With the growing popularity of medical wearables, demand for thin wearables is that which can be used to capture and store essential wearer health information. Currently on the market, devices are bulky to wear, offer slow response times and endure a drop-in performance over time. Researchers at the University of Houston have now developed a wearable device that is so thin it’s barely noticeable to the user and lighter than a Band-Aid but can track and record important health information.
According to Cunjiang Yu, Bill D. Cook Associate Professor of Mechanical Engineering at the University of Houston and lead author for the paper, published as the cover story in Science Advances, the device allows the wearer to move naturally and is less noticeable than wearing a band-aid.
“Everything is really thin, only a few microns thick,” said Yu, who is also a lead researcher at UH ‘s Texas Center for Superconductivity. “It’s not going to make you feel it.”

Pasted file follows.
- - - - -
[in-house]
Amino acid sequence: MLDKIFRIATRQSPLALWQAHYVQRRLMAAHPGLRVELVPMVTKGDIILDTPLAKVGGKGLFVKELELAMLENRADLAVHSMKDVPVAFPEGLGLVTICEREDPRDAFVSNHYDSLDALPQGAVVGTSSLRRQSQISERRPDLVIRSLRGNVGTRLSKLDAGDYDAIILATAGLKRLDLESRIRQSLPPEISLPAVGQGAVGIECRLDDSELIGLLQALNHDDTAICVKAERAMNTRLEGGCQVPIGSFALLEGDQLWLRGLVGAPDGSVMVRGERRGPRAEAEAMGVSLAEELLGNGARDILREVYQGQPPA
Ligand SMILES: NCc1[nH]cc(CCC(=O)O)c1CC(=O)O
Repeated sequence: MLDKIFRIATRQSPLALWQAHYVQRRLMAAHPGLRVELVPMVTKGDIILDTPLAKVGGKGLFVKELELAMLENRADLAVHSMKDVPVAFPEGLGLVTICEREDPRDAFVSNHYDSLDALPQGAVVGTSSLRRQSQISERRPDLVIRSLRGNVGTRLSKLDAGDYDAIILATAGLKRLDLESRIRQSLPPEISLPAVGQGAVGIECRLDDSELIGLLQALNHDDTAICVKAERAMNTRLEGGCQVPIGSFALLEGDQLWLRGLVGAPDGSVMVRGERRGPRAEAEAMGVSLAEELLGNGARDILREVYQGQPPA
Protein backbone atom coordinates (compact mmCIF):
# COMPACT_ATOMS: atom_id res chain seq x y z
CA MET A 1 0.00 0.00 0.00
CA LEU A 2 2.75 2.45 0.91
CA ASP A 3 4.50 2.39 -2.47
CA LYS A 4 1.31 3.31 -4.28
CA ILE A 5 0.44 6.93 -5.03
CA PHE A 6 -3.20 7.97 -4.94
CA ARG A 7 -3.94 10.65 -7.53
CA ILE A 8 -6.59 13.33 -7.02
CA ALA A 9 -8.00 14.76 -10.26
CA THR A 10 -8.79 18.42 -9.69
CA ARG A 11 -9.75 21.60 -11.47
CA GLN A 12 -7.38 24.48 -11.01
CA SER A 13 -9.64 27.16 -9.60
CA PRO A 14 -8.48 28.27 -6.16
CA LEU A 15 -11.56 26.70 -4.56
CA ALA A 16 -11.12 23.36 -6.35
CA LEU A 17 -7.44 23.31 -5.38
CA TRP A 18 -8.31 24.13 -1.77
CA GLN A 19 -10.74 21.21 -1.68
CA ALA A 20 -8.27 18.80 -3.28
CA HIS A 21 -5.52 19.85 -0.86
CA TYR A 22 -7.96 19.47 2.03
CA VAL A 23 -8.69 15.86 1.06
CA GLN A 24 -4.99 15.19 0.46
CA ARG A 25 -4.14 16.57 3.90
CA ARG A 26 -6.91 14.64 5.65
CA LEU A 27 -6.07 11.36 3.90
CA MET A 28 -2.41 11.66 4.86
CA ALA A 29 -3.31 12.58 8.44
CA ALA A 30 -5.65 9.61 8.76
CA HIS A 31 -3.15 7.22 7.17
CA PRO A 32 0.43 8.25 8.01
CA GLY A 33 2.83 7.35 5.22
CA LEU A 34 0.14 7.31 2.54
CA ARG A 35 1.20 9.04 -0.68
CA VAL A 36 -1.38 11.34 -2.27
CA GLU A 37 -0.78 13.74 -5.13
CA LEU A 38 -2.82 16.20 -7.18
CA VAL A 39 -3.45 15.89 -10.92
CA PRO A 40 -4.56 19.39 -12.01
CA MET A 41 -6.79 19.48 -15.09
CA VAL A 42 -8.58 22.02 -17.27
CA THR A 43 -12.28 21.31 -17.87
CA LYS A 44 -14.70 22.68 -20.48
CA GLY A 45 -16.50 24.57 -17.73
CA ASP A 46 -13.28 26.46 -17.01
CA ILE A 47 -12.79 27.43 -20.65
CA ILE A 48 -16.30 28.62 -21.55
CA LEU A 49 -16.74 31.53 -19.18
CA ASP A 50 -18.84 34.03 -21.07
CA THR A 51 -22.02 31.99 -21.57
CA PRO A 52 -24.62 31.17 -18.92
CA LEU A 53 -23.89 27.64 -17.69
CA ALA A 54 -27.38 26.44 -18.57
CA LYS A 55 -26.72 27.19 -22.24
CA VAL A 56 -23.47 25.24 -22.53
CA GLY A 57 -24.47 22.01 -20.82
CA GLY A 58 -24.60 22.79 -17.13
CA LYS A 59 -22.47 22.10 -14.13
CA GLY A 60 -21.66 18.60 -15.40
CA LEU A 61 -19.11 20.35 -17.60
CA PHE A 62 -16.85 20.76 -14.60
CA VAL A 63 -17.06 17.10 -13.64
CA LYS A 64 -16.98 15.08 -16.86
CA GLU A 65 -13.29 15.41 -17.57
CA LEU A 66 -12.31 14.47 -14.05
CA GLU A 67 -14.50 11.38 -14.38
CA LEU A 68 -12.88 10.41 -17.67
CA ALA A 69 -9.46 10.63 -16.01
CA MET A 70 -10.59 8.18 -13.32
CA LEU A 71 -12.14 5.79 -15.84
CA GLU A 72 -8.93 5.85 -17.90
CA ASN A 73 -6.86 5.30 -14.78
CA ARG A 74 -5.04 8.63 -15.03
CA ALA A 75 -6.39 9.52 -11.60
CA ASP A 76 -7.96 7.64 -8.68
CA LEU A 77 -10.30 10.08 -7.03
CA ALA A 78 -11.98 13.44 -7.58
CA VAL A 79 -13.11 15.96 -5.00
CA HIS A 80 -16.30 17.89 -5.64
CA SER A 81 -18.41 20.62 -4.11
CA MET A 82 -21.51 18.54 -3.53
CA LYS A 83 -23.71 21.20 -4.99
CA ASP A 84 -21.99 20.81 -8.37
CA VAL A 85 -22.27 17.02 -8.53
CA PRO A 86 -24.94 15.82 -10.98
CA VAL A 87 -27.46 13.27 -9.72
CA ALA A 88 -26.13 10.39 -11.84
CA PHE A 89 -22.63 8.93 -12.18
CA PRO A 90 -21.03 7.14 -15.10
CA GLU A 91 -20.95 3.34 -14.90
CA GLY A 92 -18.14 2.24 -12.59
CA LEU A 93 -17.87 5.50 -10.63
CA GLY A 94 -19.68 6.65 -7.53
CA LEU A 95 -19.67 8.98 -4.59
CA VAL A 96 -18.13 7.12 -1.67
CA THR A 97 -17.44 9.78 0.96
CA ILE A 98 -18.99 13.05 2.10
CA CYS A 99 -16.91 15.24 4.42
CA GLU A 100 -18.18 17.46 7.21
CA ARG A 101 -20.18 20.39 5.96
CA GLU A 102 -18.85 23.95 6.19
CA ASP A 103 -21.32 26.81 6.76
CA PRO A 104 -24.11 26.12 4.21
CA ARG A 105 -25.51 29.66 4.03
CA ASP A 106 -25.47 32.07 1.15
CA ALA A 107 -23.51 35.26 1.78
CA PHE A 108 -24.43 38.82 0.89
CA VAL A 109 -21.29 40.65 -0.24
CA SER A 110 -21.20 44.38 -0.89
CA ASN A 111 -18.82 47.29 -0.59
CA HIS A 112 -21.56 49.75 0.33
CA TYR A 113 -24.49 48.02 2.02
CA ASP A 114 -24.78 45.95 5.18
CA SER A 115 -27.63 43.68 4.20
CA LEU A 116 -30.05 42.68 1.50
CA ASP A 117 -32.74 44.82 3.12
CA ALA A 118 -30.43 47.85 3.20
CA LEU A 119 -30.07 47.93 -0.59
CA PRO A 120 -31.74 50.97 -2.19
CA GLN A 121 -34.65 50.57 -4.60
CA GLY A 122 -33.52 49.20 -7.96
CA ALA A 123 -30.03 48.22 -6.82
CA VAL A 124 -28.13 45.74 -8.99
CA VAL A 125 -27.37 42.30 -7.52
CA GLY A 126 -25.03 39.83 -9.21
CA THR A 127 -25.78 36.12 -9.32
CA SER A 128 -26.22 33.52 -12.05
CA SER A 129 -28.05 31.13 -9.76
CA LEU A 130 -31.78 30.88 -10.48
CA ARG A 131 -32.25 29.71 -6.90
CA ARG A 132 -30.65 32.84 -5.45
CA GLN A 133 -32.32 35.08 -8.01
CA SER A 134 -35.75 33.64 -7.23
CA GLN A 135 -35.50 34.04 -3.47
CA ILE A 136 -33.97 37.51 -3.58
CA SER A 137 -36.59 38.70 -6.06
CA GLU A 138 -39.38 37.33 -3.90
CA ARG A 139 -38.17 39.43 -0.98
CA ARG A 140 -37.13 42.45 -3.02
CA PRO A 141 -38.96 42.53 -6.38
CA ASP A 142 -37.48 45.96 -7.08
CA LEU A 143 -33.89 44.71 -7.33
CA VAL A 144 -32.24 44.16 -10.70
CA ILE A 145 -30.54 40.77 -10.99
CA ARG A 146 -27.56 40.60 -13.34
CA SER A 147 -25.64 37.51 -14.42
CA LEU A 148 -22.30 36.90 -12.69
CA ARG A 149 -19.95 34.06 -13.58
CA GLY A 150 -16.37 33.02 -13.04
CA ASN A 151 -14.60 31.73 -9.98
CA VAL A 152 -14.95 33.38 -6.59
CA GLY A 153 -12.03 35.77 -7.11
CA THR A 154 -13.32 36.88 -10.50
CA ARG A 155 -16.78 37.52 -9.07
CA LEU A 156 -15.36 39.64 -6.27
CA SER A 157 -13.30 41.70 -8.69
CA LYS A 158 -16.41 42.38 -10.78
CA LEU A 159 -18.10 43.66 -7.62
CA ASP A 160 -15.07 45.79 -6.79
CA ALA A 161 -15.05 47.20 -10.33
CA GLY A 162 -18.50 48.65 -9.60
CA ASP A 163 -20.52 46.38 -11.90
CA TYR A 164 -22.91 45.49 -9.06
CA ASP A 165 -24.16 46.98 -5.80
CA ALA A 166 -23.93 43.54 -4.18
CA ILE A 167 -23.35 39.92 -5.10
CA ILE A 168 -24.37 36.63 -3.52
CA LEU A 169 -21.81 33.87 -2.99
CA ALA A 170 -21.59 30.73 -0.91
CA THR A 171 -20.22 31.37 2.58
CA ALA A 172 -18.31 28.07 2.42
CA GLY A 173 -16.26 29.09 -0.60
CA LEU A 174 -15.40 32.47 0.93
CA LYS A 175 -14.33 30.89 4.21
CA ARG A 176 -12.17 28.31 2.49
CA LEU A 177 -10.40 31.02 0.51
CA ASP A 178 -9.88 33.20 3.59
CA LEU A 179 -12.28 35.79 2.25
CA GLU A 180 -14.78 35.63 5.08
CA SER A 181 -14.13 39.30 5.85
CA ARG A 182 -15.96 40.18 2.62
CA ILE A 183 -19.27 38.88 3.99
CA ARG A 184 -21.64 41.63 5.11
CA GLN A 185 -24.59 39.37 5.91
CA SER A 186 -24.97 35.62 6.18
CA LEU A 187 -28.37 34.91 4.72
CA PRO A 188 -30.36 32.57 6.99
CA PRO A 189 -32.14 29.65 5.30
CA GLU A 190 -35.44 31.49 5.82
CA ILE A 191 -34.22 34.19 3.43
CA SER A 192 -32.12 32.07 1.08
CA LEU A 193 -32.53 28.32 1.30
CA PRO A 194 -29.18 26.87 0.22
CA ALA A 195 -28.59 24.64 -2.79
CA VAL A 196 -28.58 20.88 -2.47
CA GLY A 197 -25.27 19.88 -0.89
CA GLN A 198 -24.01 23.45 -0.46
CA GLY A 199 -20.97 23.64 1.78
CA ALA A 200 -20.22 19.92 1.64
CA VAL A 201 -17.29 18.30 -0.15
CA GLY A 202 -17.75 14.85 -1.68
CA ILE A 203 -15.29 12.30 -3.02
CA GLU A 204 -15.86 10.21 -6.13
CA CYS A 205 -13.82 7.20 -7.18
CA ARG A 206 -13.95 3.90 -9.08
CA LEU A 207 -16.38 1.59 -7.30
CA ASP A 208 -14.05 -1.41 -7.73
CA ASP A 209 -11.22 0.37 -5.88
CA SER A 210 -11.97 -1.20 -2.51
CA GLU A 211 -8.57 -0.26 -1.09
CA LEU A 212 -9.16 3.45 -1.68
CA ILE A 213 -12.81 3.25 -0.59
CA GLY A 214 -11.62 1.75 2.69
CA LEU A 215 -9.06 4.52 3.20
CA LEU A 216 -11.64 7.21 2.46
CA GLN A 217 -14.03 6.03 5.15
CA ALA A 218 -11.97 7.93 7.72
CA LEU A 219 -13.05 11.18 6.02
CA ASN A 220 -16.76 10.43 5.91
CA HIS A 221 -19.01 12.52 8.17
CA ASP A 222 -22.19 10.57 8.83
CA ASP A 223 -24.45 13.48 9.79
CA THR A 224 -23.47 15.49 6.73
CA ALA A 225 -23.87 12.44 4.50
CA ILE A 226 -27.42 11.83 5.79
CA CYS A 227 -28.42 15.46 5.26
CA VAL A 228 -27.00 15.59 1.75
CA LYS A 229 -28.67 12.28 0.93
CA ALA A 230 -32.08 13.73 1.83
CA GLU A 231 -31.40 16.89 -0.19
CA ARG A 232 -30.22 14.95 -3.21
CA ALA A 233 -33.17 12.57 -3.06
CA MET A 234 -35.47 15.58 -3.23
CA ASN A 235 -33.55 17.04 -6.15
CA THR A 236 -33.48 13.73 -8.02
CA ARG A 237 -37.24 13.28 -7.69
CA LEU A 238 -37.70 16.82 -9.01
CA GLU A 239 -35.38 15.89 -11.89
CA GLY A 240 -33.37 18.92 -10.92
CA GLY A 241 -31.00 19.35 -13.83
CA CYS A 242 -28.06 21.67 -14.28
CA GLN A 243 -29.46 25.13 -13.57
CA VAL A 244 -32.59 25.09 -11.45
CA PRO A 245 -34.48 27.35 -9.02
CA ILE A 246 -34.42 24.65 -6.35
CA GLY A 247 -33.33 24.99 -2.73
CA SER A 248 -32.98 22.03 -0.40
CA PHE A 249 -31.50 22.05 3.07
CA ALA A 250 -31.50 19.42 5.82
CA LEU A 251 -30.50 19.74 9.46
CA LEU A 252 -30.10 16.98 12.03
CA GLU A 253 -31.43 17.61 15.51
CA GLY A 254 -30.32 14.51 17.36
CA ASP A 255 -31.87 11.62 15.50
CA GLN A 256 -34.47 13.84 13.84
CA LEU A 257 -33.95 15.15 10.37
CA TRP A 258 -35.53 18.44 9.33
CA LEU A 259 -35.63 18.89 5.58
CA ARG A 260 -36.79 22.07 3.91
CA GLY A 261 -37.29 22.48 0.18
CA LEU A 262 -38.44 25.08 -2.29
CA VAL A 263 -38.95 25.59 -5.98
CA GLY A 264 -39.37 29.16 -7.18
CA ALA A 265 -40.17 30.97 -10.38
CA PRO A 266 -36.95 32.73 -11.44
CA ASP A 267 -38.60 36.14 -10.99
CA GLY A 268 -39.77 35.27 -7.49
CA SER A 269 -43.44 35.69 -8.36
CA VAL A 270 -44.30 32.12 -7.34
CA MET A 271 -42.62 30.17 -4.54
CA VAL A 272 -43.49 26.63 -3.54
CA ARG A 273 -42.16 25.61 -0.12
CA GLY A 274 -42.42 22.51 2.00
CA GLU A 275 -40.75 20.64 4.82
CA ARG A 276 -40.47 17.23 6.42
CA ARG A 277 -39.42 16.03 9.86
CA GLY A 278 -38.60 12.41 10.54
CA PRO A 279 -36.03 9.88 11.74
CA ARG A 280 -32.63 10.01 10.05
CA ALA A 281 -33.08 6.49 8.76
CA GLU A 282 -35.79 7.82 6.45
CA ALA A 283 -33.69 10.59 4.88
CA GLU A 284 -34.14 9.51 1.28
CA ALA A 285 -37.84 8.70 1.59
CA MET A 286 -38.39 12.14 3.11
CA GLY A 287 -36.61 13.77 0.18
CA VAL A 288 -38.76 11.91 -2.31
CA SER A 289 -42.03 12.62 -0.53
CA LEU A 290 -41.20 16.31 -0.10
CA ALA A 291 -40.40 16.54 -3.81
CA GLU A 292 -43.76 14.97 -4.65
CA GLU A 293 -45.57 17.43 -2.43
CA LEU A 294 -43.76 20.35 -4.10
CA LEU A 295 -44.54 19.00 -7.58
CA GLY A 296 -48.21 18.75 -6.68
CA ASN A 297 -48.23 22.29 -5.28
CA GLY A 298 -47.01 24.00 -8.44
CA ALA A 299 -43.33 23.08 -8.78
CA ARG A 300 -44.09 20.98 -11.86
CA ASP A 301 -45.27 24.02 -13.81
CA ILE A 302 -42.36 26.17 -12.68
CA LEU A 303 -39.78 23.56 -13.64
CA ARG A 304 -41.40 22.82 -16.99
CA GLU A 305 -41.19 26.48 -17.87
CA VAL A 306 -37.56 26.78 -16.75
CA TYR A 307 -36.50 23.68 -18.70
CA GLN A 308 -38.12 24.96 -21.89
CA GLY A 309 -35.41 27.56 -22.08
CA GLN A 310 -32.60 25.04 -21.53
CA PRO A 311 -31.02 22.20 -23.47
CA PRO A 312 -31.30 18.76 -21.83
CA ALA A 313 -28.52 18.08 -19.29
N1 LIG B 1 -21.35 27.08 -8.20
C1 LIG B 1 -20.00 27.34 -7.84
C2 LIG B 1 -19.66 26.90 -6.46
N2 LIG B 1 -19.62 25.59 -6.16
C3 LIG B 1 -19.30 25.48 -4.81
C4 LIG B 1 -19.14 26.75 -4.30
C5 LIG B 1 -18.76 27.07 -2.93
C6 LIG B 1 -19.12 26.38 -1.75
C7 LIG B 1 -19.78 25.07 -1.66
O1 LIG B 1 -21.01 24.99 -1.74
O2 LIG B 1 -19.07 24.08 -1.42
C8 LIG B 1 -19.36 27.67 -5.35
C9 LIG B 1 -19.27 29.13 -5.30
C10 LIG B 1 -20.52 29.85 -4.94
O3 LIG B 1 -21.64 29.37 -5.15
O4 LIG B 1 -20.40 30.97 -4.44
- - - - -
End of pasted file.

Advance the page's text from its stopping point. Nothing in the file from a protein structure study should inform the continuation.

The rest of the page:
The new device can be used as a prosthetic skin for a robotic hand or other robotic devices, with a robust human-machine interface that allows it to automatically collect information and relay it back to the wearer.
“What if when you shook hands with a robotic hand, it was able to instantly deduce physical condition?” Yu asked – as well as for situations such as chemical spills, which are risky for humans but require human decision-making based on physical inspection.
A polymer-based metal oxide semiconductor provides manufacturing advantages, and can be processed at temperatures below 300 C.
“We report an ultra-thin, mechanically imperceptible and stretchable (human-machine interface) HMI device that is worn on human skin to capture multiple physical data, and also on a robot to provide intelligent feedback, forming a closed-loop HMI,” the researchers wrote. “The multifunctional soft stretchy HMI device is based on a one-step formed, sol-gel-on-polymer-processed indium zinc oxide semiconductor nanomembrane electronics.”